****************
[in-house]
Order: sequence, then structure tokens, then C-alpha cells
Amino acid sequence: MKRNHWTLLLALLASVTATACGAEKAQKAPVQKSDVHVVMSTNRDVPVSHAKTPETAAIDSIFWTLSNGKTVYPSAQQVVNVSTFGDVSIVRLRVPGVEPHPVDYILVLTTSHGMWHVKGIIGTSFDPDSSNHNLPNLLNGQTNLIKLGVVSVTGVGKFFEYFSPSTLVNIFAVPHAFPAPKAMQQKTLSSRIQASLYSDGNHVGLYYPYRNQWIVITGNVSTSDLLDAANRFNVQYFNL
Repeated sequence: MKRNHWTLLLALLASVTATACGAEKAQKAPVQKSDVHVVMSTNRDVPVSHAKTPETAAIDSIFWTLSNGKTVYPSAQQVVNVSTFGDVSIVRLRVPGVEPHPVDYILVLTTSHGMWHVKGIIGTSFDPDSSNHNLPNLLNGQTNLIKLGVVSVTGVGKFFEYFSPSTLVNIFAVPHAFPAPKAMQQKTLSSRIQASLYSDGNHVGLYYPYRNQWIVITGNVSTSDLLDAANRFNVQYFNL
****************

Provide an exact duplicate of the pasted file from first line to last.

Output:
[in-house]
Order: sequence, then structure tokens, then C-alpha cells
Amino acid sequence: MKRNHWTLLLALLASVTATACGAEKAQKAPVQKSDVHVVMSTNRDVPVSHAKTPETAAIDSIFWTLSNGKTVYPSAQQVVNVSTFGDVSIVRLRVPGVEPHPVDYILVLTTSHGMWHVKGIIGTSFDPDSSNHNLPNLLNGQTNLIKLGVVSVTGVGKFFEYFSPSTLVNIFAVPHAFPAPKAMQQKTLSSRIQASLYSDGNHVGLYYPYRNQWIVITGNVSTSDLLDAANRFNVQYFNL
Repeated sequence: MKRNHWTLLLALLASVTATACGAEKAQKAPVQKSDVHVVMSTNRDVPVSHAKTPETAAIDSIFWTLSNGKTVYPSAQQVVNVSTFGDVSIVRLRVPGVEPHPVDYILVLTTSHGMWHVKGIIGTSFDPDSSNHNLPNLLNGQTNLIKLGVVSVTGVGKFFEYFSPSTLVNIFAVPHAFPAPKAMQQKTLSSRIQASLYSDGNHVGLYYPYRNQWIVITGNVSTSDLLDAANRFNVQYFNL